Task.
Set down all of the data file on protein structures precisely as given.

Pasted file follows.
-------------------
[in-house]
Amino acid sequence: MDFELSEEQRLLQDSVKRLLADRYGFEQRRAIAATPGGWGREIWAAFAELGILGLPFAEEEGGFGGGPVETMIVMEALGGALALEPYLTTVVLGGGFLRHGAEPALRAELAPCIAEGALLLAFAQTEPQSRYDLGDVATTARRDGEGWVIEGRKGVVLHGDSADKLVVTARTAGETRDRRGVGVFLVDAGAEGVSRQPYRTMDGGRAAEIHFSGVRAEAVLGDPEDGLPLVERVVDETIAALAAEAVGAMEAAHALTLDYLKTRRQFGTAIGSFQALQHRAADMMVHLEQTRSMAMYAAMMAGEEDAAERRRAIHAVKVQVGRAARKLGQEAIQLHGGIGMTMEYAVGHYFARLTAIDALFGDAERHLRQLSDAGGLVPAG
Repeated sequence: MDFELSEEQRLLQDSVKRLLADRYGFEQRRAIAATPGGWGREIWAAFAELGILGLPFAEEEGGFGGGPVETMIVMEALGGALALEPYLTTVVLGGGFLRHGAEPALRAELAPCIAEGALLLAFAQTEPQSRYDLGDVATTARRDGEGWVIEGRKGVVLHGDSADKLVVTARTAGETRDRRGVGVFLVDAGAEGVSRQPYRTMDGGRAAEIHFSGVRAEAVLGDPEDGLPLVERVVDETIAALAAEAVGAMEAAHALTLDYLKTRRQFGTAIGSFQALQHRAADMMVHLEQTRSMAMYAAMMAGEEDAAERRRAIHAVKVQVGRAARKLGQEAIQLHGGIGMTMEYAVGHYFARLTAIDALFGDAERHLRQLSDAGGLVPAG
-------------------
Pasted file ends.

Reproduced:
[in-house]
Amino acid sequence: MDFELSEEQRLLQDSVKRLLADRYGFEQRRAIAATPGGWGREIWAAFAELGILGLPFAEEEGGFGGGPVETMIVMEALGGALALEPYLTTVVLGGGFLRHGAEPALRAELAPCIAEGALLLAFAQTEPQSRYDLGDVATTARRDGEGWVIEGRKGVVLHGDSADKLVVTARTAGETRDRRGVGVFLVDAGAEGVSRQPYRTMDGGRAAEIHFSGVRAEAVLGDPEDGLPLVERVVDETIAALAAEAVGAMEAAHALTLDYLKTRRQFGTAIGSFQALQHRAADMMVHLEQTRSMAMYAAMMAGEEDAAERRRAIHAVKVQVGRAARKLGQEAIQLHGGIGMTMEYAVGHYFARLTAIDALFGDAERHLRQLSDAGGLVPAG
Repeated sequence: MDFELSEEQRLLQDSVKRLLADRYGFEQRRAIAATPGGWGREIWAAFAELGILGLPFAEEEGGFGGGPVETMIVMEALGGALALEPYLTTVVLGGGFLRHGAEPALRAELAPCIAEGALLLAFAQTEPQSRYDLGDVATTARRDGEGWVIEGRKGVVLHGDSADKLVVTARTAGETRDRRGVGVFLVDAGAEGVSRQPYRTMDGGRAAEIHFSGVRAEAVLGDPEDGLPLVERVVDETIAALAAEAVGAMEAAHALTLDYLKTRRQFGTAIGSFQALQHRAADMMVHLEQTRSMAMYAAMMAGEEDAAERRRAIHAVKVQVGRAARKLGQEAIQLHGGIGMTMEYAVGHYFARLTAIDALFGDAERHLRQLSDAGGLVPAG